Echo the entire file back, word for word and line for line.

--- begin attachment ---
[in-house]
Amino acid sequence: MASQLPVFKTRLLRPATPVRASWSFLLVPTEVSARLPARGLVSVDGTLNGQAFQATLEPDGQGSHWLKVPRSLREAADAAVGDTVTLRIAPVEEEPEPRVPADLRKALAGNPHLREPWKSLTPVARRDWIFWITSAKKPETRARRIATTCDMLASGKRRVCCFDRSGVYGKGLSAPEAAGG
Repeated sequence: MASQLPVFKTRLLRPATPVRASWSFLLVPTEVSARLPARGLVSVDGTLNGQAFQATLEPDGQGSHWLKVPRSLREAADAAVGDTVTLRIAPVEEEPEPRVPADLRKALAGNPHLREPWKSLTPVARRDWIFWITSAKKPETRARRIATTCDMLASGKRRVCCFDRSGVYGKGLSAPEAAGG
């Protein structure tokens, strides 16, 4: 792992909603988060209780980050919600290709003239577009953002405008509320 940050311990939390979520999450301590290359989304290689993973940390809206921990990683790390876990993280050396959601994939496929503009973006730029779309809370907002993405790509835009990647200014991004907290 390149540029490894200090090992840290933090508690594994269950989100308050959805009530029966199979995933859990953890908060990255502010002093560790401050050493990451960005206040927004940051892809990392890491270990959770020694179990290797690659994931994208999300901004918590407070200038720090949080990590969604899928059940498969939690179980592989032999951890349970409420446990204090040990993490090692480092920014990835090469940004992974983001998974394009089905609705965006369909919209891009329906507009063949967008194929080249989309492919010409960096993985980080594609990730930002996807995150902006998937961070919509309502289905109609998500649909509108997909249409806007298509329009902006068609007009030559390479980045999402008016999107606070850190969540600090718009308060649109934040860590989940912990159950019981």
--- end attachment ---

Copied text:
[in-house]
Amino acid sequence: MASQLPVFKTRLLRPATPVRASWSFLLVPTEVSARLPARGLVSVDGTLNGQAFQATLEPDGQGSHWLKVPRSLREAADAAVGDTVTLRIAPVEEEPEPRVPADLRKALAGNPHLREPWKSLTPVARRDWIFWITSAKKPETRARRIATTCDMLASGKRRVCCFDRSGVYGKGLSAPEAAGG
Repeated sequence: MASQLPVFKTRLLRPATPVRASWSFLLVPTEVSARLPARGLVSVDGTLNGQAFQATLEPDGQGSHWLKVPRSLREAADAAVGDTVTLRIAPVEEEPEPRVPADLRKALAGNPHLREPWKSLTPVARRDWIFWITSAKKPETRARRIATTCDMLASGKRRVCCFDRSGVYGKGLSAPEAAGG
């Protein structure tokens, strides 16, 4: 792992909603988060209780980050919600290709003239577009953002405008509320 940050311990939390979520999450301590290359989304290689993973940390809206921990990683790390876990993280050396959601994939496929503009973006730029779309809370907002993405790509835009990647200014991004907290 390149540029490894200090090992840290933090508690594994269950989100308050959805009530029966199979995933859990953890908060990255502010002093560790401050050493990451960005206040927004940051892809990392890491270990959770020694179990290797690659994931994208999300901004918590407070200038720090949080990590969604899928059940498969939690179980592989032999951890349970409420446990204090040990993490090692480092920014990835090469940004992974983001998974394009089905609705965006369909919209891009329906507009063949967008194929080249989309492919010409960096993985980080594609990730930002996807995150902006998937961070919509309502289905109609998500649909509108997909249409806007298509329009902006068609007009030559390479980045999402008016999107606070850190969540600090718009308060649109934040860590989940912990159950019981």